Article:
What resources exist to help me vote as a Catholic beyond the USCCB’s Faithful Citizenship?

If you’re already familiar with the US Bishops’ document Forming Consciences for Faithful Citizenship, you’re off to a good start. This document, reissued in 2011 in anticipation of the presidential election cycle, helps Catholics discern how the teaching of the Church can apply in matters of public policy. Check out the USCCB website at http://www.faithfulcitizenship.org/ for the full text of the document and many other excellent resources. Your next step should be to inform yourself more deeply about the particular issues that are at stake. What policies are being proposed on your local or state ballot, and what does the Church have to say about these issues? What local, state and national offices are to be decided, and what are the candidates’ positions on the issues that are most important to you? The US Bishops’ statements are good sources of information about Church teaching on current public policy concerns; other magisterial writings such as papal encyclicals and the Vatican II documents also apply Catholic principles to current affairs. The better informed you are about what the Church teaches, the better equipped you are to make faithful decisions in the voting booth. Seldom are the choices involved in voting black and white, especially when choosing among candidates for office. Most candidates will hold some positions that align with Catholic teaching and some that go against it; as a voter you must discern carefully and make the best choice possible. Finally – and this is really the most important step – pray. Pray that the Holy Spirit will guide you to make the choices that are most true to your faith, and pray that the Spirit will guide our nation’s leaders in their service to the community that elects them.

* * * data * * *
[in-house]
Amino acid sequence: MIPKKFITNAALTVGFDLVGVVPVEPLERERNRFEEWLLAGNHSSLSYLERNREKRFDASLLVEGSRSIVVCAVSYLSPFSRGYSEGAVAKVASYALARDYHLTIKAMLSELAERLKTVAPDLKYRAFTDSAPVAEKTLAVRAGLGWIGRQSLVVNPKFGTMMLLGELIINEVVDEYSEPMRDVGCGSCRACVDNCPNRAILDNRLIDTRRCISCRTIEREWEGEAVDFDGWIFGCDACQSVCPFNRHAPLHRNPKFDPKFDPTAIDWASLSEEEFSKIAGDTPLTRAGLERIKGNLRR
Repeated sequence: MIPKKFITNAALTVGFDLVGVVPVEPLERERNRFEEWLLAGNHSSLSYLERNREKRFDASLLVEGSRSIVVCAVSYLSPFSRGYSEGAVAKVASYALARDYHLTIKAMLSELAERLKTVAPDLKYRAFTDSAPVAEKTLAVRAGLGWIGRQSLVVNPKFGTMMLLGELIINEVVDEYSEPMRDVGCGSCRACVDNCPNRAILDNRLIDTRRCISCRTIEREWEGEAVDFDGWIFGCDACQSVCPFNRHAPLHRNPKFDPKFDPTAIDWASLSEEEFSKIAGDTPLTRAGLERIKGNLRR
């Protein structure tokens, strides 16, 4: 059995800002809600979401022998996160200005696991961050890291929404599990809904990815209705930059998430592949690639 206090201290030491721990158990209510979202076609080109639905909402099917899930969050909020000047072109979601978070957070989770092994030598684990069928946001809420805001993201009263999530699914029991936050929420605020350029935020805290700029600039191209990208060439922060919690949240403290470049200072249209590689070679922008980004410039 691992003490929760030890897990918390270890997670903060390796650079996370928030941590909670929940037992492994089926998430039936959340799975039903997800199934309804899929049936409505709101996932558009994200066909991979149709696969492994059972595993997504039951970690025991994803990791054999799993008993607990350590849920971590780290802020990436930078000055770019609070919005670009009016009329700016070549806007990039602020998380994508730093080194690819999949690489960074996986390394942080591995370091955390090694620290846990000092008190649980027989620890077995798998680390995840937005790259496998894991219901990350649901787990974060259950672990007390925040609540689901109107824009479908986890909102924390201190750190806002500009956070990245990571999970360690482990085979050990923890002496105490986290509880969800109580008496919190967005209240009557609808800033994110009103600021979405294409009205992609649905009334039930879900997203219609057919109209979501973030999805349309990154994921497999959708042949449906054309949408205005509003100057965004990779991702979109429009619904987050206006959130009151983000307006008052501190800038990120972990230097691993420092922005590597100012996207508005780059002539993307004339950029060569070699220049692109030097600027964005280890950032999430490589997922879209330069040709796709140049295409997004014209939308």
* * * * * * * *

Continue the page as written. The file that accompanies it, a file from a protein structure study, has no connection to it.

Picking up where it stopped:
Neela Kale

Neela Kale

Neela Kale is a writer and catechetical minister based in the Archdiocese of Portland. She served with the Incarnate Word Missionaries in Mexico and earned a Master of Divinity at the Jesuit School of Theology. Some of her best theological reflection happens on two wheels as she rides her bike around the hills of western Oregon.